Chancellor Kwasi Kwarteng today revealed his plan for economic growth in a 'mini-budget'. The set of measures included a range of tax cuts, and a permanent cut in stamp duty effective from today.
Stamp duty for first-time buyers represents an additional cost on top of the property transaction, and the amount paid depends on the price of the property. We explain what the cut in the tax paid when buying a house will mean for you, whether you're a homeowner considering downsizing, or a potential first-time buyer.
Stamp duty cut
In the House of Commons, Kwasi Kwarteng said that no stamp duty will be paid on the first £250,000 of a property. For first-time buyers, the threshold will now be £425,000. Previously, no stamp duty was to be paid on the first £125,000 of the price of a property.
Before the stamp duty cut, buyers had to pay stamp duty on any property of £300,000 or more. During the pandemic, a stamp duty holiday was introduced, raising the threshold at which stamp duty is paid from £125,000 to £500,000. This sparked a rise in demand.
Kwarteng says this permanent measure, effective from today, will mean over 200,000 buyers will not have to pay for stamp duty. The Government website has a stamp duty calculator tool to help you work out how much you might pay.
Rightmove has said that raising the threshold to £250,000 means that a third of all homes currently for sale (33%) are now completely exempt from stamp duty in England (up from 7% when the threshold was £125,000). It also means that two thirds of homes (66%) are now exempt from stamp duty for first-time buyers in England.
The cut in stamp duty will cause a steady increase in demand for housing and higher prices, according to Rightmove’s property expert Tim Bannister. 'Demand has been softening over the last few months but today’s announcement is likely to stimulate some more demand.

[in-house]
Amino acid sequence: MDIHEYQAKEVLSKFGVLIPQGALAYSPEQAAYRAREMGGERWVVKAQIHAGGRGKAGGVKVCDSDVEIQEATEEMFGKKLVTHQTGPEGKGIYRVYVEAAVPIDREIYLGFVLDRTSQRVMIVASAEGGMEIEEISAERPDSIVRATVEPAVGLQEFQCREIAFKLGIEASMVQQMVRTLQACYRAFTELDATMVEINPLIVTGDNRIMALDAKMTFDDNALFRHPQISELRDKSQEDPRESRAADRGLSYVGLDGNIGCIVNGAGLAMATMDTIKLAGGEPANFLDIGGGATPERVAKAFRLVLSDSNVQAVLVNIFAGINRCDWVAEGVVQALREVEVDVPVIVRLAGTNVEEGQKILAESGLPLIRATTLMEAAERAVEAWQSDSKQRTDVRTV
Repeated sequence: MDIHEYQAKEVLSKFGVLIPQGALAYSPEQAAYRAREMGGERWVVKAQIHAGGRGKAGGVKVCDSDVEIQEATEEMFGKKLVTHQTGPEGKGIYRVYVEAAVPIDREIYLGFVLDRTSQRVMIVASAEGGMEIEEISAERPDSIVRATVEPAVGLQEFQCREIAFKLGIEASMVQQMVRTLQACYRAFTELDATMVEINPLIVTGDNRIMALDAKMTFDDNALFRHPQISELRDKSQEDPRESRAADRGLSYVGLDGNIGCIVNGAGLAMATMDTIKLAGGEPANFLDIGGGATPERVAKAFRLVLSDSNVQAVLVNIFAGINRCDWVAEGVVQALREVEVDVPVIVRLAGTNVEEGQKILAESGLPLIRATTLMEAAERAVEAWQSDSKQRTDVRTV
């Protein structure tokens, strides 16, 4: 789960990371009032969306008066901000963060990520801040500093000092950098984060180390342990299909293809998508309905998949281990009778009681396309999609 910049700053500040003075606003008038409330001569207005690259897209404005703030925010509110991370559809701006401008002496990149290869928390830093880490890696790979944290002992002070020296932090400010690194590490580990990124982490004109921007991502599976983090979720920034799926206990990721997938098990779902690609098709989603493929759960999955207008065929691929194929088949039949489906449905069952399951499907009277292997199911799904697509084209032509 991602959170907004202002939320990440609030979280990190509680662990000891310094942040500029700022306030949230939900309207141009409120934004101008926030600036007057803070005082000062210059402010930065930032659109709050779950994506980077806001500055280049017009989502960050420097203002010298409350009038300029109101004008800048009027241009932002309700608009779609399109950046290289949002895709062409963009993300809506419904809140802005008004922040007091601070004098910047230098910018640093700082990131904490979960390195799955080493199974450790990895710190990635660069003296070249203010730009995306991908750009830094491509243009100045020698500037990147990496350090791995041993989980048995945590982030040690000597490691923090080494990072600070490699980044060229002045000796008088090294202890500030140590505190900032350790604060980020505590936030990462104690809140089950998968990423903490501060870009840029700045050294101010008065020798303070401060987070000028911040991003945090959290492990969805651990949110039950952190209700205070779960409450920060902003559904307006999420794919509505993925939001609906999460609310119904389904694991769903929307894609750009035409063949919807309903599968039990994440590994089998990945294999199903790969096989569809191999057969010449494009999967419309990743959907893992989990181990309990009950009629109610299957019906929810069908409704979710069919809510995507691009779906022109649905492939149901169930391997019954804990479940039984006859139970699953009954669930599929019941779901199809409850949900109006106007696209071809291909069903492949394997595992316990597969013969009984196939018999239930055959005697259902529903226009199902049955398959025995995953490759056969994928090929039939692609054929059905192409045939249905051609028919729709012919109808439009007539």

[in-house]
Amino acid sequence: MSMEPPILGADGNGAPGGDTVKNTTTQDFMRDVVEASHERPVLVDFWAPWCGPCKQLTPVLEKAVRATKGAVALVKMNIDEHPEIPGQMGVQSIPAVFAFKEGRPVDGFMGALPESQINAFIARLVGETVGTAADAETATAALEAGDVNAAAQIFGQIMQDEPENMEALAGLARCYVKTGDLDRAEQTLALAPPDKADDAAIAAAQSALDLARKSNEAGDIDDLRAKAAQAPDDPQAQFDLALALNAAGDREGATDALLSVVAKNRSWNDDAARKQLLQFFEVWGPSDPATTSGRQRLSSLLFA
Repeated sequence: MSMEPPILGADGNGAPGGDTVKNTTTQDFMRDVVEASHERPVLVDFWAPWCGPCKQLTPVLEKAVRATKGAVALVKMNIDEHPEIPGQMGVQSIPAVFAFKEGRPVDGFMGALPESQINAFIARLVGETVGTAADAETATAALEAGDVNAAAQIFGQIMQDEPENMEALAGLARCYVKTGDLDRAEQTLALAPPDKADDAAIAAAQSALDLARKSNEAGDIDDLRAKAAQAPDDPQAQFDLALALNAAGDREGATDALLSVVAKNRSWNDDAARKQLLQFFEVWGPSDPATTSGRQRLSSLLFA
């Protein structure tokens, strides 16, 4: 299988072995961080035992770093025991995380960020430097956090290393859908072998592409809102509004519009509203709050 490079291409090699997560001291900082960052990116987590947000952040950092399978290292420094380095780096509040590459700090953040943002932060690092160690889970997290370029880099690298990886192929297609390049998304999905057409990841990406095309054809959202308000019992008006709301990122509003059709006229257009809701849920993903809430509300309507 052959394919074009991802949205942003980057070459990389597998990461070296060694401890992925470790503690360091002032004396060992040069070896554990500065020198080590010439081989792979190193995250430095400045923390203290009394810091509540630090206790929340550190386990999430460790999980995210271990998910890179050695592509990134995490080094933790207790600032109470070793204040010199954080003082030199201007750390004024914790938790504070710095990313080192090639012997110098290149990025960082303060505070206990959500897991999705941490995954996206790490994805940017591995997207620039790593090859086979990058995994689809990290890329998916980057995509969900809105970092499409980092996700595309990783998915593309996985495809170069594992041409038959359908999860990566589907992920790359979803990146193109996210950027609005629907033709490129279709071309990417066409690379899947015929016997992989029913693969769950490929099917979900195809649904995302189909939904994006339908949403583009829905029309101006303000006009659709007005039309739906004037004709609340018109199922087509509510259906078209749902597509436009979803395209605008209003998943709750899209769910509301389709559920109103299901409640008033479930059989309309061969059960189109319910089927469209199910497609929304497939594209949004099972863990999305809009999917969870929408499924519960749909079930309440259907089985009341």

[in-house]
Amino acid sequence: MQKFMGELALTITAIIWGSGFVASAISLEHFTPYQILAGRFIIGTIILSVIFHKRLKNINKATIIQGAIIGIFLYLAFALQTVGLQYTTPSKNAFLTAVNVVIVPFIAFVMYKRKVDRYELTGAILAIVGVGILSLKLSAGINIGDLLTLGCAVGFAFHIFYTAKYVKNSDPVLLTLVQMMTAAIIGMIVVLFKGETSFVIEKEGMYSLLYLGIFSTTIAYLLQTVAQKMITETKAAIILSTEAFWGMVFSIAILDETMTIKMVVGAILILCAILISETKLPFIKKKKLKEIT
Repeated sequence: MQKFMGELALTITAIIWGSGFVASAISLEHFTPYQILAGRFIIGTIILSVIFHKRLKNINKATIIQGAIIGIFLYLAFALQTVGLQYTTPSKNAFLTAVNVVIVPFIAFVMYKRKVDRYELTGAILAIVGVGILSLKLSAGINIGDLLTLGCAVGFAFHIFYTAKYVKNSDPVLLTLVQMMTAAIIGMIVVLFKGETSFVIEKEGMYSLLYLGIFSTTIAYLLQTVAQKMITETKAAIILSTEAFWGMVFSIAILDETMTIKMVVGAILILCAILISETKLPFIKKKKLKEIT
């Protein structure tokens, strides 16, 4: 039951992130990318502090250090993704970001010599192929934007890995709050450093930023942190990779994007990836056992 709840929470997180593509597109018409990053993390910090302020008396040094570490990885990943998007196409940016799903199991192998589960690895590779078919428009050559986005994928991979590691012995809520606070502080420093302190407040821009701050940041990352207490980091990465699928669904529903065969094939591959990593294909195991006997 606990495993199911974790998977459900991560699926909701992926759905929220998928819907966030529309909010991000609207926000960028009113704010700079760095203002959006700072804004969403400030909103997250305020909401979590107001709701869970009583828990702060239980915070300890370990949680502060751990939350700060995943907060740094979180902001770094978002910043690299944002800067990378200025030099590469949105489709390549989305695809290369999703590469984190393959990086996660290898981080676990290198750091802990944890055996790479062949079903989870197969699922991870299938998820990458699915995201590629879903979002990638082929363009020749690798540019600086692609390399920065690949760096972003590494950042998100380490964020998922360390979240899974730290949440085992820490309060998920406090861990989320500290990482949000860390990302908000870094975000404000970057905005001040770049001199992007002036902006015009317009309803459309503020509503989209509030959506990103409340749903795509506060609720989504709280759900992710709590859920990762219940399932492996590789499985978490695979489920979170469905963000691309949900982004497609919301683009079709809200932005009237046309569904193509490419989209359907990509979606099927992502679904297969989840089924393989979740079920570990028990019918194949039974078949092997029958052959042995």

'If it does lead to a big jump in prospective buyers competing for the constrained number of properties for sale then it could lead to some unseasonal price rises over the next few months.'
However, because the change to stamp duty rules is permanent, and because of rising mortgage rates, Tim Bannister says we can expect a more gradual increase in demand compared with the spike when the temporary stamp duty holiday was announced in 2020. During the stamp duty holiday, buyers were able to save up to £15,000, but the savings are lower with this change, he explains.
At a first glance, the change in the nil-rate threshold seems to be great news for those applying for first-time buyer mortgages, particularly given the context of rising interest rates, inflation and the cost of living crisis. But Tim Bannister points out that if house prices rise further, the extra money first-time buyers have saved on stamp duty could quickly be swallowed up.
'The first-time buyer threshold change means we could see more first-time buyers who can afford it making a jump to a bigger home as their first move,' Tim Bannister adds. 'With more buyer demand we would also expect that the current trend of more properties coming to market will continue, offering more choice for buyers.'
As for those selling, Tim says it might encourage them to push on with plans, given the potential for increased demand. This, in turn, will bring much-needed stock to a currently supply-constrained market.
The stamp duty cut won't solve the problem of demand outstripping supply, but may free things up with more house moves. For instance, it could mean those looking to downsize will be more motivated to move. This could mean that the UK's housing is better allocated, with younger families living in family houses and older couples with adult children who have moved out moving into smaller properties.
The announcement comes at a time when many are worried about their finances, with energy prices high due to the rise in the energy price cap, and inflation reaching 9.9%. For more details, head to the Government website.
Will the stamp duty cut be immediate?
Yes, the stamp duty cut will be effective from today, September 23rd.
Interest rates have risen by 0.5%, to 2.25%, which is the highest since 2008, and 49% of Ideal Home readers said they are very worried about interest rates rising. The rise in interest rates is expected to cause the housing market to slow down.
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Millie Hurst was Senior Content Editor at Ideal Home from 2020-2022, and is now Section Editor at Homes & Gardens. Before stepping into the world of interiors, she worked as a Senior SEO Editor for News UK in both London and New York. You can usually find her looking up trending terms and finding real-life budget makeovers our readers love. Millie came up with the website's daily dupes article which gives readers ways to curate a stylish home for less.
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